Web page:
U.S. Defense Secretary Donald Rumsfeld has met with the Polish commander of a recently installed international force providing security in central Iraq. The visit came on the last day of Mr. Rumsfeld's three-day visit to Iraq.
Mr. Rumsfeld Saturday praised the transfer of security responsibilities to international forces in central Iraq, calling it a major accomplishment.
He made the remarks in the historical site of Babylon, south of Baghdad, four days after U.S. military commanders handed over responsibility for security in the area around Hilla and Najaf to an international force led by Poland. Poland is one of 29 other countries that are participating in the U.S.-led coalition in Iraq.
The U.S. defense secretary acknowledged that the security situation is not good in Iraq, blaming the situation on attacks by loyalists of the former government of Saddam Hussein, international terrorists and ordinary criminals.
He said the work will be difficult but a wonderful start has been made, and pledged that the U.S.-led coalition would prevail in its goal of restoring stability to the country.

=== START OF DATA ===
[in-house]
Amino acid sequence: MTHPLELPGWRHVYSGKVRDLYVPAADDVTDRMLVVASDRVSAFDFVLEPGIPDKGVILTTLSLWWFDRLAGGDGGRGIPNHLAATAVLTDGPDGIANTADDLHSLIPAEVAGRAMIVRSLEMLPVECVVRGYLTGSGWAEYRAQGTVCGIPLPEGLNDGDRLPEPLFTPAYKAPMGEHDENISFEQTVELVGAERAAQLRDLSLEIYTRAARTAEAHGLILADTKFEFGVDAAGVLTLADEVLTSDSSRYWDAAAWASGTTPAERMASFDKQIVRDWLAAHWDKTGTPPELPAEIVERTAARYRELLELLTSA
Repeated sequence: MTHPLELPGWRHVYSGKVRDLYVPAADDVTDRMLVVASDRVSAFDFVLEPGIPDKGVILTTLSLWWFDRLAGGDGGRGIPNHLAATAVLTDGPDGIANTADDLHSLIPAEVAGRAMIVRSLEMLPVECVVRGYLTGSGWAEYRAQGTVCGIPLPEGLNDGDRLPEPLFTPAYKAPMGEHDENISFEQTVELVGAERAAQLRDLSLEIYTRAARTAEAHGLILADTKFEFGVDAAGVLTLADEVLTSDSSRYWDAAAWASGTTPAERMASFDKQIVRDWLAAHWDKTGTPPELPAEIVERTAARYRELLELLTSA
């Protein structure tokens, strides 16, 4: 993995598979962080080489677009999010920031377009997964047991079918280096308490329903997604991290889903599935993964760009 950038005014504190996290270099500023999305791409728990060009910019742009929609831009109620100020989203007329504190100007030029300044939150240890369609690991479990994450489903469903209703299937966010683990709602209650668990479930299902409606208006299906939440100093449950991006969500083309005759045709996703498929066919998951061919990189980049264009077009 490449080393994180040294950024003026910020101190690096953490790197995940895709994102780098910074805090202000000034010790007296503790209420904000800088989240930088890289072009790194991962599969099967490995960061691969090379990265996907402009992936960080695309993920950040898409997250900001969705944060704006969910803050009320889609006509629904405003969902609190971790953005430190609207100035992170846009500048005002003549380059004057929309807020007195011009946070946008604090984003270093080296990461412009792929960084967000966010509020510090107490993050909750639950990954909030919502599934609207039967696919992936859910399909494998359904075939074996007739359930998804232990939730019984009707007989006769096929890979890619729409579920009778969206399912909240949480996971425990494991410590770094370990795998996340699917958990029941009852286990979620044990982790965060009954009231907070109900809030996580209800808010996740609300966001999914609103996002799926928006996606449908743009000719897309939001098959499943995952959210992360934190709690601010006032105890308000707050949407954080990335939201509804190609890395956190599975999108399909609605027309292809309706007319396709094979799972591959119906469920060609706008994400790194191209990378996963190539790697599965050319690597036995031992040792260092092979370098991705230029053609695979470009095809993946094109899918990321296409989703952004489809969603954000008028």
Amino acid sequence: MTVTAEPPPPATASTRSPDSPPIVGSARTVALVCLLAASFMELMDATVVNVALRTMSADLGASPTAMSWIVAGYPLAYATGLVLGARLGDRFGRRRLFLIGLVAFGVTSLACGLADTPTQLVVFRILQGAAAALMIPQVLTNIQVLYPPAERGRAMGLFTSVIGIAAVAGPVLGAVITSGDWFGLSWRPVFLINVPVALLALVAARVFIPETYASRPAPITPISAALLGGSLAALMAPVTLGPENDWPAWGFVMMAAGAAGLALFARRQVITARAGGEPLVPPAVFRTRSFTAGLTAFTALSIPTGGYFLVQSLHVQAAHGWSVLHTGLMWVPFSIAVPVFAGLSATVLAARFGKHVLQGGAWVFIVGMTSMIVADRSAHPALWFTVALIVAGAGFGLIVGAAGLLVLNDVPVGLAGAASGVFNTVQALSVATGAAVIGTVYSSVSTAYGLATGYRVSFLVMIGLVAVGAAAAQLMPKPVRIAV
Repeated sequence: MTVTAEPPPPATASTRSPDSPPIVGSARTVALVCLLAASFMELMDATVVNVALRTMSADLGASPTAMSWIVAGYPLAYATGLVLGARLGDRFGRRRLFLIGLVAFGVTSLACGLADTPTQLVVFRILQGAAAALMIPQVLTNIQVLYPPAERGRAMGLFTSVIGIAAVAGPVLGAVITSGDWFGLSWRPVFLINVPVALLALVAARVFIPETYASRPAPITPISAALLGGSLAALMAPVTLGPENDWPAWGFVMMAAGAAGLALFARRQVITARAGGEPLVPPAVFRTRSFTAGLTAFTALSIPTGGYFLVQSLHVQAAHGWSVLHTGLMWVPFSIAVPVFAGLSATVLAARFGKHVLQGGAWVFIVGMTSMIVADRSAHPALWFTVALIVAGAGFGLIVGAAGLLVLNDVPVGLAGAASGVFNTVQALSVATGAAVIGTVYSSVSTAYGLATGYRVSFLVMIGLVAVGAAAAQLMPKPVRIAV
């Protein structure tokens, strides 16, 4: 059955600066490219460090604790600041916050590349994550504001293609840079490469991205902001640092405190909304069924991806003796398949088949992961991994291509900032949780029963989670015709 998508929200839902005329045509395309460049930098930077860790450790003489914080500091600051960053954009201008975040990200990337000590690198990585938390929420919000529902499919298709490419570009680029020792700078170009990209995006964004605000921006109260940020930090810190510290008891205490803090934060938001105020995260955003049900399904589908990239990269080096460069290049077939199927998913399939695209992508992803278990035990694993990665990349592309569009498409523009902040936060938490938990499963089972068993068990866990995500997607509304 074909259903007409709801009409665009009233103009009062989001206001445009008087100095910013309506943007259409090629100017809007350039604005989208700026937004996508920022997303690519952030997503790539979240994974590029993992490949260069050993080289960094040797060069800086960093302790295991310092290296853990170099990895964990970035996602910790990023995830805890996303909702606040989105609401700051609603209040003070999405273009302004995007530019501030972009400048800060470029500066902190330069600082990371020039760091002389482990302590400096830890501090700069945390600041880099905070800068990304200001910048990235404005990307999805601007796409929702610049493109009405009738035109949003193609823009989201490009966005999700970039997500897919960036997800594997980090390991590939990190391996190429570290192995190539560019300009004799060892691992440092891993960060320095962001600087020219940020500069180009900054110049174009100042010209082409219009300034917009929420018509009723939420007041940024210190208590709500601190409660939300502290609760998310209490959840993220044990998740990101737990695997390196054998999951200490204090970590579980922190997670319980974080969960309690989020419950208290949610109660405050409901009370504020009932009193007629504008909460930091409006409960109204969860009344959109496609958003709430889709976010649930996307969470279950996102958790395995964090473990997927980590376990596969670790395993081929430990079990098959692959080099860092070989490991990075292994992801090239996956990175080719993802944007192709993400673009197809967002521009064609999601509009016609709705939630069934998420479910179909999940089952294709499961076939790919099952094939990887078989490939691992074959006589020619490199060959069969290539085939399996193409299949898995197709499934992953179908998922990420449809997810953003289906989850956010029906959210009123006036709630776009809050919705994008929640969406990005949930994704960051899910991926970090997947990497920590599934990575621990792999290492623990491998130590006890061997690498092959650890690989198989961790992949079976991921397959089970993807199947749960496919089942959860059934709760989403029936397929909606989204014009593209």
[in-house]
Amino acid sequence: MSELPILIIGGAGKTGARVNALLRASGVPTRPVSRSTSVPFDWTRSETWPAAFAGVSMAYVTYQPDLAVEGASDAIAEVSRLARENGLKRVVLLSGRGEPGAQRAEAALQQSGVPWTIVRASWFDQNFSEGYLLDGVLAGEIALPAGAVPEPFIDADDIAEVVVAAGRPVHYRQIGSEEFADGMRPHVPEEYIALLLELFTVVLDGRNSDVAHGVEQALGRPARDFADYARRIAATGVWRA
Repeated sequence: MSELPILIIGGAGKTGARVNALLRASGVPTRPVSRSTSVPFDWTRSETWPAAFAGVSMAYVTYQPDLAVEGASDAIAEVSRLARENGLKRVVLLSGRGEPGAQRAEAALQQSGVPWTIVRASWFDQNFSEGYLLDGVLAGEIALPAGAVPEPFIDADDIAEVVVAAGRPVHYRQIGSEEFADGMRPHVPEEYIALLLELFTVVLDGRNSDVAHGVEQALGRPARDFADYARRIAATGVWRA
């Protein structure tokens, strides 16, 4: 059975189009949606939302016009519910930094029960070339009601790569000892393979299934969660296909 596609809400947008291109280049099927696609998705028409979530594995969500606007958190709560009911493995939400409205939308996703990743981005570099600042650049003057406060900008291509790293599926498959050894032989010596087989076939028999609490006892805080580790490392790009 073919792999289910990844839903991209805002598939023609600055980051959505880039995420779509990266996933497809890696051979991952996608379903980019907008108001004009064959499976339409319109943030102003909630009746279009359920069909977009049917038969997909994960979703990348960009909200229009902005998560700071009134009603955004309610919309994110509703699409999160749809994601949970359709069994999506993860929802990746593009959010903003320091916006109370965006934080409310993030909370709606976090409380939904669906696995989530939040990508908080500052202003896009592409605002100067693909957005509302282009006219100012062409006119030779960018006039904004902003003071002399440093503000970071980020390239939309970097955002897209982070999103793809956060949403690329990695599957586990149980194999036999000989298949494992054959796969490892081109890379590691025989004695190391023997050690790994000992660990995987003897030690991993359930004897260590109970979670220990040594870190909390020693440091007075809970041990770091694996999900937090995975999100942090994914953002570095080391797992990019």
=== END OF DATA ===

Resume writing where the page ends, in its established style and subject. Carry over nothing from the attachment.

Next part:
Mr. Rumsfeld spent Friday visiting coalition forces in the northern cities of Tikrit and Mosul. He arrived in Iraq Thursday and met in Baghdad with the head of the coalition provisional authority, Paul Bremer, and the U.S. commander of coalition forces, Lieutenant-General Ricardo Sanchez.
In remarks recorded earlier in the trip, Mr. Rumsfeld said that although the Bush administration continues to seek military support from other nations, the ultimate goal is for Iraqis to take over.
"We want more force protection, more site protection, more border protection, more police protection in cities by Iraqis," said Mr. Rumsfeld. "This is their country."
Coalition officials say they expect the number of Iraqi security forces to nearly double by the end of next year from the current figure of 55,000.
Mr. Rumsfeld's visit took place under tight security. His itinerary was kept secret, and he was protected throughout the trip by a phalanx of soldiers and security officials.
There was no let up in violence in Iraq during Mr. Rumsfeld's visit. A British civilian de-mining expert was shot to death in Mosul and unidentified gunmen attacked a Sunni mosque in Baghdad, wounding three worshippers.